The lion’s share of café culture in Melbourne today was spring-boarded from the Greek and Italian immigrants of the first half of the last century. Laneways between buildings, lined with little outdoor tables, chairs and umbrellas, like those on Degraves Place – it’s now a popular spot for breakfast – was a direct result of that immigration. Before that, Melbourne was a strict tea-drinking society.

Of course, the city hasn’t completely forgotten its Brit roots, with glass roofed arcades bridging the gaps between buildings, old and new. As you stand at one end of these narrow lanes and observe the mob of java lovers hanging out, it looks like the ultimate communal table, running the full length of the alley, using up all available space to take your morning cappuccino al fresco. Italian, indeed.

And, although the coffee scene is referred to as Melbourne Café, these aren’t cafés in the traditional sense any more. “Café’s not the right word for what it is,” says Melbourne-based chef Chris Hamburger, head chef at the city’s popular Stagger Lee’s Café. He also gushed about the talent of the scene, especially at fellow cafés: The Kettle Black, Top Paddock and Code Black.

“It’s great chefs, doing great food at really reasonable prices. The environment is casual. The music is edgy. Those constraining things [from fine dining] don’t exist in a café, you can do whatever you want.”;;

Norfolk, England

Norfolk is a weekend getaway for British Royals, and regular rural-seeking weekenders alike. It’s an easy train ride from Kings’ Cross Station in London, landing under two hours later on the platform at Kings’ Lynn. It’s the route Queen Elizabeth and her entourage take, yes, just like regular folks, to get to her weekend home!

Sandringham House, built in 1870 by the Prince and Princess of Wales – the Prince was later crowned King Edward VII – as a private getaway for the royals and their family. It has stayed a private home over four generations of monarchs and, as for family, it is still the place where her Majesty gathers her kin for the yearly Christmas celebrations.

The home itself is open to the public, and many of the ground floor rooms on view are also rooms that the Royal Family use when they are here over the holiday season. Much of the furniture is original to Edwardian times, with a wonderful collection of objet d’art that has been maintained since the days of Queen Alexandra. On the walls, you will find painted family portraits, but it is the candid snapshots placed in frames around the rooms of the current occupants that reveal a family at play and relaxation.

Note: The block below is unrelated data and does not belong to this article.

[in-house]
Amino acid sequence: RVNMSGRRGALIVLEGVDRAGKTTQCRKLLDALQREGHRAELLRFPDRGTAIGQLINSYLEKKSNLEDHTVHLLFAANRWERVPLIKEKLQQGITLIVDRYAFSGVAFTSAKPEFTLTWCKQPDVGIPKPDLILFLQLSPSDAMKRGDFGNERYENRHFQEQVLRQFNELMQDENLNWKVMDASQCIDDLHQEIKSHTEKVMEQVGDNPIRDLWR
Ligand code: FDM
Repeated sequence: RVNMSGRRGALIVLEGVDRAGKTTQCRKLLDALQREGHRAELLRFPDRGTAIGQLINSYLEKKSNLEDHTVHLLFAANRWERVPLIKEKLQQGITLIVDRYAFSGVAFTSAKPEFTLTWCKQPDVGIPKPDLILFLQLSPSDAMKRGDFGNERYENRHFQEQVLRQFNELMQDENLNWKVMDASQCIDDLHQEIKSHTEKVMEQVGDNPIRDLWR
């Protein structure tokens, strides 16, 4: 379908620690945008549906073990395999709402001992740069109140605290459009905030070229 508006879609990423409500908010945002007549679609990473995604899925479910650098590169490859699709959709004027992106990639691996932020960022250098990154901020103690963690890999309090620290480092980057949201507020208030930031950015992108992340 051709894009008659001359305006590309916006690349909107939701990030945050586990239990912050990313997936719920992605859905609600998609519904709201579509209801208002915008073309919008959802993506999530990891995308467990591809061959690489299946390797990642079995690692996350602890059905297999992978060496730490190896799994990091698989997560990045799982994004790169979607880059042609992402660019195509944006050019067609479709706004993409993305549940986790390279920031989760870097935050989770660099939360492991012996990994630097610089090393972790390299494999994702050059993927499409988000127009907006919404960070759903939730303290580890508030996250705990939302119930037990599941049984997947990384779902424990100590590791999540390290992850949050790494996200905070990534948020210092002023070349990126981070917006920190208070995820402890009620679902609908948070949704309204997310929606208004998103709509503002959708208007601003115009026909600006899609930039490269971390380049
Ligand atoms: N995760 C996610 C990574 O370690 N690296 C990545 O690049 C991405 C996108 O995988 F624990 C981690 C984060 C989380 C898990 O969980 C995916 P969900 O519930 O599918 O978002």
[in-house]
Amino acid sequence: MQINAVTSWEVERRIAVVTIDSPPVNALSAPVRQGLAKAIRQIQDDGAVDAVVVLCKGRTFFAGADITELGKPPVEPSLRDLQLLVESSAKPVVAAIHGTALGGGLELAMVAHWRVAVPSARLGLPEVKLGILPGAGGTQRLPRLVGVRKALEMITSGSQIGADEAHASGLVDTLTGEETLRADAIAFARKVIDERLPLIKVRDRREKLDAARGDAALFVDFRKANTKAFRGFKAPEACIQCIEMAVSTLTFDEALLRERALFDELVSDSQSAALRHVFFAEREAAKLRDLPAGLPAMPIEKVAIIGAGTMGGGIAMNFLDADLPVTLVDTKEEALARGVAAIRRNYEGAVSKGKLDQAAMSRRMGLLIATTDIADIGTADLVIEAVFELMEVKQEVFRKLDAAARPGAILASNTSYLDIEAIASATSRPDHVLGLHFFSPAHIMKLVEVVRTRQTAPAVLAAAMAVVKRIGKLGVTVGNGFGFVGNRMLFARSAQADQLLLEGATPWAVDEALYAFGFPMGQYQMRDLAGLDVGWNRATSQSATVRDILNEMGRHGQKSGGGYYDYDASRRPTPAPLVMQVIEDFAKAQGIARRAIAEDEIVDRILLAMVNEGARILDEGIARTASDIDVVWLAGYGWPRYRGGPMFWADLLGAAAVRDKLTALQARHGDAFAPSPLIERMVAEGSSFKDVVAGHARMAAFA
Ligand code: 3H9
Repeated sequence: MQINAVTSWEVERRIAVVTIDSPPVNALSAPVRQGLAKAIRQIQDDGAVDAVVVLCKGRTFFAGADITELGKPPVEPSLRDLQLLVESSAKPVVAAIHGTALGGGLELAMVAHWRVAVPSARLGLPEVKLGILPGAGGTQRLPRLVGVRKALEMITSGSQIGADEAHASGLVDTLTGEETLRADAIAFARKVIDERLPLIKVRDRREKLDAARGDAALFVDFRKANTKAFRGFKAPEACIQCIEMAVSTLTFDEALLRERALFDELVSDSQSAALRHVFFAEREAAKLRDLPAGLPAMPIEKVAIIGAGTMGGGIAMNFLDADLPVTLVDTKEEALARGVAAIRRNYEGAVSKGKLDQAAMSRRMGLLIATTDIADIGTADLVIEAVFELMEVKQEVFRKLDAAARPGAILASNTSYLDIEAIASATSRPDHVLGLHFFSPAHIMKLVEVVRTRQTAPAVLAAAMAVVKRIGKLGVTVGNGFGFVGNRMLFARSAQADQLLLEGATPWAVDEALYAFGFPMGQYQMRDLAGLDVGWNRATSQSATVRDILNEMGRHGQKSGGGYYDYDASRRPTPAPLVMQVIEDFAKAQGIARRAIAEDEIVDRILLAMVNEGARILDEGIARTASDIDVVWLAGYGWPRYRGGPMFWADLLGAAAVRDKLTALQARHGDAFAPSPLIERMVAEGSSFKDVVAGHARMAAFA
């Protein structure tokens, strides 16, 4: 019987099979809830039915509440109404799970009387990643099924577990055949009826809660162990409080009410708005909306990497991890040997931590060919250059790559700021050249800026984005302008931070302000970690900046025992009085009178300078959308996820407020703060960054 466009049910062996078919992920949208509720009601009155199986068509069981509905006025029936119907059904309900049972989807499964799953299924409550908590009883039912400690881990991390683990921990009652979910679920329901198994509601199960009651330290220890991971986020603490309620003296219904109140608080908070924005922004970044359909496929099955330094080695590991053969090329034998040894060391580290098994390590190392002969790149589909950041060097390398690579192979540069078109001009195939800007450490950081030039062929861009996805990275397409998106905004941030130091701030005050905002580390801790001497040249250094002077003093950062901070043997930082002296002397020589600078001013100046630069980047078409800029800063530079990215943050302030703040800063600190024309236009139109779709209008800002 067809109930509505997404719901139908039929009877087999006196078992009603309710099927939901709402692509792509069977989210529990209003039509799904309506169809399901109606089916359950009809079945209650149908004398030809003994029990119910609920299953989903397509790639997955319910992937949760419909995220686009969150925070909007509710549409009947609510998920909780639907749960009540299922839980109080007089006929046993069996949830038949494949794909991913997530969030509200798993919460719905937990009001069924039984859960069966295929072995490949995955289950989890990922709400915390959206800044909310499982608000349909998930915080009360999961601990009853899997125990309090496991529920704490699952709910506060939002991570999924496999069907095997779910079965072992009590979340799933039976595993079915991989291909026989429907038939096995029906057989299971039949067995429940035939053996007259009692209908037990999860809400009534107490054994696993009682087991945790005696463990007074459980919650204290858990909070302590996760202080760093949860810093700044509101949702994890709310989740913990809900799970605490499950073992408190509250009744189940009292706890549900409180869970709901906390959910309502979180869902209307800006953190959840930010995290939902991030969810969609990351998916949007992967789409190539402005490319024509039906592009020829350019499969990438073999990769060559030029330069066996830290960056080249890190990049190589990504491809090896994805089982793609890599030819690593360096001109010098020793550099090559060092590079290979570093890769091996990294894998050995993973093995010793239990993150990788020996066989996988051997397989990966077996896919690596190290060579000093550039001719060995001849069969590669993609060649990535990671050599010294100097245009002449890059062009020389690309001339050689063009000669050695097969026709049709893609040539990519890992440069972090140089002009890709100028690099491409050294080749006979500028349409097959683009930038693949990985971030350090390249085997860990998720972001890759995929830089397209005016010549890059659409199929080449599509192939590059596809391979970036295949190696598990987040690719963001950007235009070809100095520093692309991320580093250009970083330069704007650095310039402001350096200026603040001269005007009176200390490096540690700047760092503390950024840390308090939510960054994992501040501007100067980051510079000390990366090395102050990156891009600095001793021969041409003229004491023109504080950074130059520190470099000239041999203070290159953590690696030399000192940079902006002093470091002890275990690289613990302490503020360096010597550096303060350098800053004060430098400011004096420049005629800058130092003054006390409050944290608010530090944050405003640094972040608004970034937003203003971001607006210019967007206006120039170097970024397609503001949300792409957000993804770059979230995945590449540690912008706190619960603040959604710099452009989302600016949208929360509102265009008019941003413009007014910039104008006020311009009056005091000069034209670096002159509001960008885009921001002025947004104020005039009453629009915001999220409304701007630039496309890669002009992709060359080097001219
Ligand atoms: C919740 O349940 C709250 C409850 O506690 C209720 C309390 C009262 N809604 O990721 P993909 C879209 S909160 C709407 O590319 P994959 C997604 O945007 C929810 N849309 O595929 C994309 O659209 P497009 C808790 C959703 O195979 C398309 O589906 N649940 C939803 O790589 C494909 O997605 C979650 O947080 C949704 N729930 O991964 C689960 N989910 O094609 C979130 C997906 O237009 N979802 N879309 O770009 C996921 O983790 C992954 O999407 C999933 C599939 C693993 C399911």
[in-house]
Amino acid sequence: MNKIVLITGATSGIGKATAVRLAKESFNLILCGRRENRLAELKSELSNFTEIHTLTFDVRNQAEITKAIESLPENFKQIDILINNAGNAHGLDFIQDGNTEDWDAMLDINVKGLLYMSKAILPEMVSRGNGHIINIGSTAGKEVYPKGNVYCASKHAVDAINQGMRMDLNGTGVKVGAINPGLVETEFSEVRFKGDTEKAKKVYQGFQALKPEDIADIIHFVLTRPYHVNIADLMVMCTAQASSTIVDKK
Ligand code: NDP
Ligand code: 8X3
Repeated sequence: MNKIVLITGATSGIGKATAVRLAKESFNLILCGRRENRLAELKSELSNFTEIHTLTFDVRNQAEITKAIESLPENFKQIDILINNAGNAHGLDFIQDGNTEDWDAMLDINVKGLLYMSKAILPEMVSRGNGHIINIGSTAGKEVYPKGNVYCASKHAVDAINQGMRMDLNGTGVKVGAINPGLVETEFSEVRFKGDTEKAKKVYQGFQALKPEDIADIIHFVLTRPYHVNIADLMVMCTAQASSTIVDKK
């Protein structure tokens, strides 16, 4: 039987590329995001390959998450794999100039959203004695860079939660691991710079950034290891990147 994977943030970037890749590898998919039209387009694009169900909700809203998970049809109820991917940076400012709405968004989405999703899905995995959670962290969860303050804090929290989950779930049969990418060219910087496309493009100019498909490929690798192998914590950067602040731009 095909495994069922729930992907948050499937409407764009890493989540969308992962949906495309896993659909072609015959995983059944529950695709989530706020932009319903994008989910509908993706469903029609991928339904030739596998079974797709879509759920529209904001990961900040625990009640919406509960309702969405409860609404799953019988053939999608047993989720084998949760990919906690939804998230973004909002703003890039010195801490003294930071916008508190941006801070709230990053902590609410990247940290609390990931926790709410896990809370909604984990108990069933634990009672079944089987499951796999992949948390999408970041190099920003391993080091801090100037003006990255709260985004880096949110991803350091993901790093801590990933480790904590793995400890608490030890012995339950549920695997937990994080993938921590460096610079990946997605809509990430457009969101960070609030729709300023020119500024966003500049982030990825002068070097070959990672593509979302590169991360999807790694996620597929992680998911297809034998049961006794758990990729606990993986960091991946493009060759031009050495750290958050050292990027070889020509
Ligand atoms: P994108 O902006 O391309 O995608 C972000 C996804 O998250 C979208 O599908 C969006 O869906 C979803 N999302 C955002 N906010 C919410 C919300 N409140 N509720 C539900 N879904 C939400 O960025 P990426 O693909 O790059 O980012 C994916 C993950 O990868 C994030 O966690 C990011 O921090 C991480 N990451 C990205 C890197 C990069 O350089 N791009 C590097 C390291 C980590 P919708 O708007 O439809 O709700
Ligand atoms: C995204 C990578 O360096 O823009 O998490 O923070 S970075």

(For more information, see

Vienna, Austria

The city of Vienna is a masterpiece: in its art, its architecture, and its culinary scene. The only city on earth that has a cuisine destination named after it, it is also the European heart of opera and classical music. The city will celebrate its adopted number one classical music son, Mozart, for the 260th anniversary of his birth (He was born in Salzburg).

But Vienna does not just dwell on its well-cultured past. The MuseumsQuartier Wien (MQ) is an area of the city that straddles the modern with the Baroque. The neighbouring Maria Theresien Platz is a public square that’s home to the Natural History museum, as well as the Art History museum – where you’ll find works from Klimt and Bruegel.

In the former stables of MQ, you will find the museum of the modern arts and contemporary and sometimes controversial exhibitions. The stables for the Spanish Riding School – home of the famous white Lipizzaner horses – are a short stroll away, through the Hofburg Square.

And stroll, you should. Take in Schönbrunn Palace, where you can now spend the night! It’s the site of the what’s said to be the world’s oldest zoo, and the beautiful gardens here are just a preview to the variety of green spaces the city offers. And then there’s the food. From strudel to sausage to Sacher Torte, there’s no shortage of traditional tastes. Viennese coffee is as varied as the sweets and, as for the wine, you don’t have to leave the city to take a sip of the local vintage. Try a traditional Heuriger, Vienna’s answer to the local pub.

The Whisky Trail, Scotland

On the tiny Isle of Islay, off the west coast of Scotland, sit some of the biggest names in Scotch whisky: 11 malt distillers that count Laphroaig, Lagavulin and, perhaps the granddaddy of them all, Ardbeg, which is celebrating its 200th birthday this year.

And these guys know how to party. They even invited HRH The Duke of Rothesay to Islay for the distillery’s big day this past May.

By the way, that’s HRH Prince Charles, to you and me. Special events on “Ardbeg Day” were planned from Australia to Finland to right here at home in Canada. On the Isle, it’s not just single malt scotch whisky, it’s single Islay malt scotch whisky.

Apparently, there’s something about the peat on the Isle of Islay, a smoky, rich, briny sort of peat that gives Ardbeg and its neighbours’ tipples a depth and feel that’s like a mouthful of smoked bacon, dark chocolate, a squeeze of lemon and heck, even a hint of vapo-rub thrown in. (It is medicinal, after all!).;


Yangon, Myanmar

Many of us have heard about volountourism, and Habitat for Humanity. But what if you want to travel with a conscience, give back to those less fortunate, still be immersed in a culture, but maybe you’re not exactly the fittest, don’t have the physical ability or, well, the inclination?

According to Gavin Tollman, Global CEO of Trafalgar, we can make a difference in the destinations we go to. In Myanmar’s largest city, Yangon (formerly known as Rangoon), for example, Trafalgar’s Secrets of Myanmar itinerary includes a visit to a school for children run by a monastery.

“The only way we can break the cycle of poverty is around education, and not everyone can afford education,” notes Tollman. “It’s a basic belief and fundamental to our program, Trafalgar Cares. It is an initiative designed to see how we can be better corporate and global citizens.”

The core of the program, he adds, includes sustaining local businesses, local artisans, and working in small communities. Philanthropy is the essence of these initiatives, and it’s how you feel giving back that makes an equally lasting impact.